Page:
Chemotherapy can cause several side effects, including nausea, vomiting, and hair loss. Your doctor can help you manage some of these side effects. Fortunately for hair loss, while it usually begins about three to four weeks after beginning chemotherapy and continues throughout treatment, it usually regrows after treatment concludes.
WATCH: Managing chemotherapy side effects.
She also underwent a double mastectomy during treatment. During this procedure, both breasts are removed to get rid of cancer. The procedure may also be a preventative measure for women at high risk of developing breast cancer. Afterward, some women decide to have their breasts reconstructed and have implants put in, while others don’t have reconstruction at all.
“A double mastectomy typically takes about two hours for the cancer part of the operation, the removing of the tissue,” Dr. Elisa Port, Chief of Breast Surgery at Mount Sinai Health System, tells SurvivorNet.
WATCH: Helping You Understand a Double Mastectomy.
“The real length, the total length of the surgery, can often depend on what type of reconstruction [a patient] has.” To reconstruct the breast, surgeons can either use an implant or take tissue from elsewhere in the body and transplant it.
By October 2018, Louis-Dreyfus announced that she was “cancer-free.” Remarkably, the brave actress is nearing the notable milestone of five years in remission.
“For cancers that return, most do so within the first five years after treatment. But, there is a chance that cancer will come back later. For these reasons, doctors cannot say for sure that you are cured. The most they can say is that there are no signs of cancer at this time,” the National Cancer Institute explains.
However, just because the most arduous parts of the journey were behind her, the brave actress walked away from her breast cancer experience with a renewed outlook on life.
Helping Patients Cope with a Breast Cancer Diagnosis
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- Access to Good Information is Crucial After a Breast Cancer Diagnosis
How Cancer Can Reshape Your Perspective
“I’m just very focused on…trying to enjoy my life as much as possible,” Louis-Dreyfus said.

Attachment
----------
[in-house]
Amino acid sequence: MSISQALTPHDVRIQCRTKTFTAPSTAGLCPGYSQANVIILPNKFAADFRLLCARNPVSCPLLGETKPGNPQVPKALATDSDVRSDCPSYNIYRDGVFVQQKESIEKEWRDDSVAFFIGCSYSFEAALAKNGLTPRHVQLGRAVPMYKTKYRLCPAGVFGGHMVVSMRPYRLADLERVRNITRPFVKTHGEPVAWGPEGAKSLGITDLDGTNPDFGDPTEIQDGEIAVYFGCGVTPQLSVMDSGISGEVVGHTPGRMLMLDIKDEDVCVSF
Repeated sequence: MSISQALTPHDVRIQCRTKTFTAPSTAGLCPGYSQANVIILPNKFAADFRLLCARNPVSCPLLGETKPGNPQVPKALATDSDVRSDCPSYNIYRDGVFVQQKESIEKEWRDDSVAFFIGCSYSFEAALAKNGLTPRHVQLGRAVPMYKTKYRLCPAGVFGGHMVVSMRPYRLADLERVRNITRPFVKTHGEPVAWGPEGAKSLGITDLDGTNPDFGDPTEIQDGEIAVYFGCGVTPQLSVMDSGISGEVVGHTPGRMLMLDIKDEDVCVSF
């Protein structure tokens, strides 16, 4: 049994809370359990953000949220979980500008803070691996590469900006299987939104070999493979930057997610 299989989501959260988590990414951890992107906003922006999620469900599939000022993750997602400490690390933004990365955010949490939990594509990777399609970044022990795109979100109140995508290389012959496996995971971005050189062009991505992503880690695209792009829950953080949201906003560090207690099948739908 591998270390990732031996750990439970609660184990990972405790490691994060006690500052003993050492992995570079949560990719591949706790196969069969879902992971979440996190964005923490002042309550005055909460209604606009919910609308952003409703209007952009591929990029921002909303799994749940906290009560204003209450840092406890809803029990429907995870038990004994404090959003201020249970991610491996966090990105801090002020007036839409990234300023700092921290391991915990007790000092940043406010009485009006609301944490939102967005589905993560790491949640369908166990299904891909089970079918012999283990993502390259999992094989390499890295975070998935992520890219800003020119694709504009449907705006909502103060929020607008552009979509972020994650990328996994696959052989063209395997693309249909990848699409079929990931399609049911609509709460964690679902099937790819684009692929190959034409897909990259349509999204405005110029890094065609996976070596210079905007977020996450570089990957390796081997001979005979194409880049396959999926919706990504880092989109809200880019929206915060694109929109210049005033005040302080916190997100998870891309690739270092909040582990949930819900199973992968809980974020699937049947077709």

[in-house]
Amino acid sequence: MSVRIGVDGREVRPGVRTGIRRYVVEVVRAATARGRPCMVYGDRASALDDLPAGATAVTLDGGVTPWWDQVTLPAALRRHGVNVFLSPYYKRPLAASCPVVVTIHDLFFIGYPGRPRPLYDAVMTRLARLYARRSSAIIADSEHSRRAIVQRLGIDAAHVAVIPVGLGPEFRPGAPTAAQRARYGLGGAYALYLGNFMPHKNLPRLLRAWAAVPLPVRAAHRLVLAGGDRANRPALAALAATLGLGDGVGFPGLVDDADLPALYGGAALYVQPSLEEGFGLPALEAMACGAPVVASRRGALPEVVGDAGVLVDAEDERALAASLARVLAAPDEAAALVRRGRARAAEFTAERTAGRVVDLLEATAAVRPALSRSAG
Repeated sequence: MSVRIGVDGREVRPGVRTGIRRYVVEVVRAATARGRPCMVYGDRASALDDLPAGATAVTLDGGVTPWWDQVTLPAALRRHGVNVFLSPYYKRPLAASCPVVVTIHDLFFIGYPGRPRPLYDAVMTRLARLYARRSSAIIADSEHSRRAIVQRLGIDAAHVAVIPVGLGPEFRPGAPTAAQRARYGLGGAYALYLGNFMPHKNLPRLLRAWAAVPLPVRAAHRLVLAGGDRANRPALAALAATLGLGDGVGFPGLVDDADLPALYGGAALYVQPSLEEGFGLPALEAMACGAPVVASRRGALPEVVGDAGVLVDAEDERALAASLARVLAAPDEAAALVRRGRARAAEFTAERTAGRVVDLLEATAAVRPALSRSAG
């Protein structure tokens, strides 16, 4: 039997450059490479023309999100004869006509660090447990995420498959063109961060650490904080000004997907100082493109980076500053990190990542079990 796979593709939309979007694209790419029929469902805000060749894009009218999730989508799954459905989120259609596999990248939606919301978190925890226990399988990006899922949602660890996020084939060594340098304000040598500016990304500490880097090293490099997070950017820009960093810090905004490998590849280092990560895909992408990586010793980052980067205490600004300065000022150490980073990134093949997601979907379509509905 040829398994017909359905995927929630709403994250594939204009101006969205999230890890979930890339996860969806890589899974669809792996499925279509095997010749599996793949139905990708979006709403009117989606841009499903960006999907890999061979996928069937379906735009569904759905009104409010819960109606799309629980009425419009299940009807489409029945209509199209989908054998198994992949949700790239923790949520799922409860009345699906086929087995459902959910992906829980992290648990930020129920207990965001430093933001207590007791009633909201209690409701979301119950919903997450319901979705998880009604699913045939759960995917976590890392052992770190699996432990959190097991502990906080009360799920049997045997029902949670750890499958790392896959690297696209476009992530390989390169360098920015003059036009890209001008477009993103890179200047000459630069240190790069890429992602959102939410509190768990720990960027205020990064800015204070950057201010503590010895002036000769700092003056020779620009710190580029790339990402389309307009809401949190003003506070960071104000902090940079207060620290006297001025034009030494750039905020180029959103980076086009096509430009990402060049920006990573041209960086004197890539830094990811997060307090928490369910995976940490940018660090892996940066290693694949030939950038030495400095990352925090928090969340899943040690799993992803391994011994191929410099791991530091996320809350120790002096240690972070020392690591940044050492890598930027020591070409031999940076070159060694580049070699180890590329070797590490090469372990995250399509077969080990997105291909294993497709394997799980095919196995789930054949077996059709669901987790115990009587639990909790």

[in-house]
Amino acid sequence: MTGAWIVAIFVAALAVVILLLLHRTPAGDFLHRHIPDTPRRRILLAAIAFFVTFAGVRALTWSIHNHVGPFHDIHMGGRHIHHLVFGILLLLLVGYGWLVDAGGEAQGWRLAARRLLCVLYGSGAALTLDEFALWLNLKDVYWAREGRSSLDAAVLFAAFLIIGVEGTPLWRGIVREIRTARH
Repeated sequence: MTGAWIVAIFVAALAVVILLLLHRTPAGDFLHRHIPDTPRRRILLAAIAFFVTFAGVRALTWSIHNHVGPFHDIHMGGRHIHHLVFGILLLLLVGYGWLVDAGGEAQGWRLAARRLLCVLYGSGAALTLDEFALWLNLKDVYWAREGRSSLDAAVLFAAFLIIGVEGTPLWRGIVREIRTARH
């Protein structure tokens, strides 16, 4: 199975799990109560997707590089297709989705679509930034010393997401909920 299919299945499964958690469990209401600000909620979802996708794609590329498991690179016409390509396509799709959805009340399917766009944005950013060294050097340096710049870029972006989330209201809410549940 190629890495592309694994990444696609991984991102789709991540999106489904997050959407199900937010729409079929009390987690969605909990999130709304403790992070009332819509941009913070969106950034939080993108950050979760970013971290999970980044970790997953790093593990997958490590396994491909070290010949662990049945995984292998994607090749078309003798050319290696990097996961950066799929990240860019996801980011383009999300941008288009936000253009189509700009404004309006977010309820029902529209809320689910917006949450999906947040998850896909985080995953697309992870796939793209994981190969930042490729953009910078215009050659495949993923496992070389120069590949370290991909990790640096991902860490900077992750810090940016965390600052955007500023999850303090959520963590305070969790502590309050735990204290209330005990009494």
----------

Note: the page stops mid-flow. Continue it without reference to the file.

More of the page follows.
After beating cancer, the mother of two finds solace and gratitude in her life and loved ones.
“I’m just so happy to be here, you know. I think I’m enjoying things more. I think I work hard now to try not to allow my stress to enter my body if I can do it. That’s a difficult nut to crack, you know, for sure, because we’re all stressed. But it does have an impact,” she added.
“The patients who do well with cancer, they live life with that kind of gratitude, but in terms of everything,” Dr. Zuri Murrell, a colorectal cancer surgeon at Cedars-Sinai Medical Center, told SurvivorNet. “They’re grateful, not for cancer, but they’re grateful for an opportunity to know that life is finite.”
The “Veep” star is also at peace with aging.
“As you age, you just get deeper rooted. You get to know yourself and your world and the world, I hope, better than you knew it when you were 17. I have a bigger sense of community and responsibility to others that I certainly didn’t have in the same way at the age of 17 when I was just thinking about me, me, me, me, me,” she said.
What To Ask Your Doctor
If you have been diagnosed with breast cancer, you may have questions about keeping your strength through treatment. Here are a few questions to help you begin the conversation with your doctor:
- What treatment will I be receiving?
- What side effects are associated with this treatment?
- Are there steps I can take daily to help minimize these side effects?
- What physical activity routine do you recommend for me during treatment?
- Do you have recommendations for someone who doesn’t particularly enjoy exercise?
- Can you recommend a dietician who can help me with healthy eating tips and weight maintenance?
- I’ve been having trouble sleeping. Do you have any treatment recommendations?